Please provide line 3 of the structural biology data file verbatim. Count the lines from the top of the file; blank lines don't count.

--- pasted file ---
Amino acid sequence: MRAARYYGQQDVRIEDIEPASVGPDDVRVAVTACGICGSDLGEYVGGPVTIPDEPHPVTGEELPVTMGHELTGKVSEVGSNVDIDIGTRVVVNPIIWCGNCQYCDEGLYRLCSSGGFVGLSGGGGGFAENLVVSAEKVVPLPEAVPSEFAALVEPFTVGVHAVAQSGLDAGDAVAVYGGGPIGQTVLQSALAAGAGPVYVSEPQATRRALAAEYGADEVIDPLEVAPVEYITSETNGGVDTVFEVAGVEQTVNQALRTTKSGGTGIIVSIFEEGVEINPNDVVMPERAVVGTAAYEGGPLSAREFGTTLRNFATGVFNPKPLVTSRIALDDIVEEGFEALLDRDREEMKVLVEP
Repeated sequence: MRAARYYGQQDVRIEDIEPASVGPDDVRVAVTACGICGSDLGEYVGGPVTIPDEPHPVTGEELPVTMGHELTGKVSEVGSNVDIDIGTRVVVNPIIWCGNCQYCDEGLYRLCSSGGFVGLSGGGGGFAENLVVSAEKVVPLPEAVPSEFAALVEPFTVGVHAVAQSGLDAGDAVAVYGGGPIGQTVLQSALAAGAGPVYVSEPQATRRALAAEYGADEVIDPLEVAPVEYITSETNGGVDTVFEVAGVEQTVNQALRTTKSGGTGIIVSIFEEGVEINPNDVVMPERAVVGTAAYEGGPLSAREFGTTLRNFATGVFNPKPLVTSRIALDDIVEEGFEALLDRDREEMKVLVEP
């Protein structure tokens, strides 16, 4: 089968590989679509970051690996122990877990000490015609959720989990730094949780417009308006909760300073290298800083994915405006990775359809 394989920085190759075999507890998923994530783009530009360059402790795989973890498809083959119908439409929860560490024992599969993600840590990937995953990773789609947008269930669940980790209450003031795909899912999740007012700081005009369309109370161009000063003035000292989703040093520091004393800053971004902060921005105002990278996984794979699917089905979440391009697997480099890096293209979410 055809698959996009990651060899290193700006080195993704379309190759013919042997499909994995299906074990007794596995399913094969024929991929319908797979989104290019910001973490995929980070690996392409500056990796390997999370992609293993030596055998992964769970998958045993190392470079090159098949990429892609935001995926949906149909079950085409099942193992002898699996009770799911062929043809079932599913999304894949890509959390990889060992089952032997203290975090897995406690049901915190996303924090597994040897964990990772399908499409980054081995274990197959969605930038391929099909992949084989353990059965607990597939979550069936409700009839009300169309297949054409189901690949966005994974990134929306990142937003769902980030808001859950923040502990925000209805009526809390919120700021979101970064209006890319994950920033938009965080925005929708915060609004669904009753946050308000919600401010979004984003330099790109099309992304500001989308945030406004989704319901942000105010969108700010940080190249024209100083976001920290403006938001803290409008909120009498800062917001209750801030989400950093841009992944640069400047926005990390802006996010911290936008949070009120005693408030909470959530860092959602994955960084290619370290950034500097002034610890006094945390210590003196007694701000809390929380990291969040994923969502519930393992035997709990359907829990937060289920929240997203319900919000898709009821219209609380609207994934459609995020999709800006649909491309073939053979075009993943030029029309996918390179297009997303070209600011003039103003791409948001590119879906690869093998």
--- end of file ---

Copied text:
């Protein structure tokens, strides 16, 4: 089968590989679509970051690996122990877990000490015609959720989990730094949780417009308006909760300073290298800083994915405006990775359809 394989920085190759075999507890998923994530783009530009360059402790795989973890498809083959119908439409929860560490024992599969993600840590990937995953990773789609947008269930669940980790209450003031795909899912999740007012700081005009369309109370161009000063003035000292989703040093520091004393800053971004902060921005105002990278996984794979699917089905979440391009697997480099890096293209979410 055809698959996009990651060899290193700006080195993704379309190759013919042997499909994995299906074990007794596995399913094969024929991929319908797979989104290019910001973490995929980070690996392409500056990796390997999370992609293993030596055998992964769970998958045993190392470079090159098949990429892609935001995926949906149909079950085409099942193992002898699996009770799911062929043809079932599913999304894949890509959390990889060992089952032997203290975090897995406690049901915190996303924090597994040897964990990772399908499409980054081995274990197959969605930038391929099909992949084989353990059965607990597939979550069936409700009839009300169309297949054409189901690949966005994974990134929306990142937003769902980030808001859950923040502990925000209805009526809390919120700021979101970064209006890319994950920033938009965080925005929708915060609004669904009753946050308000919600401010979004984003330099790109099309992304500001989308945030406004989704319901942000105010969108700010940080190249024209100083976001920290403006938001803290409008909120009498800062917001209750801030989400950093841009992944640069400047926005990390802006996010911290936008949070009120005693408030909470959530860092959602994955960084290619370290950034500097002034610890006094945390210590003196007694701000809390929380990291969040994923969502519930393992035997709990359907829990937060289920929240997203319900919000898709009821219209609380609207994934459609995020999709800006649909491309073939053979075009993943030029029309996918390179297009997303070209600011003039103003791409948001590119879906690869093998």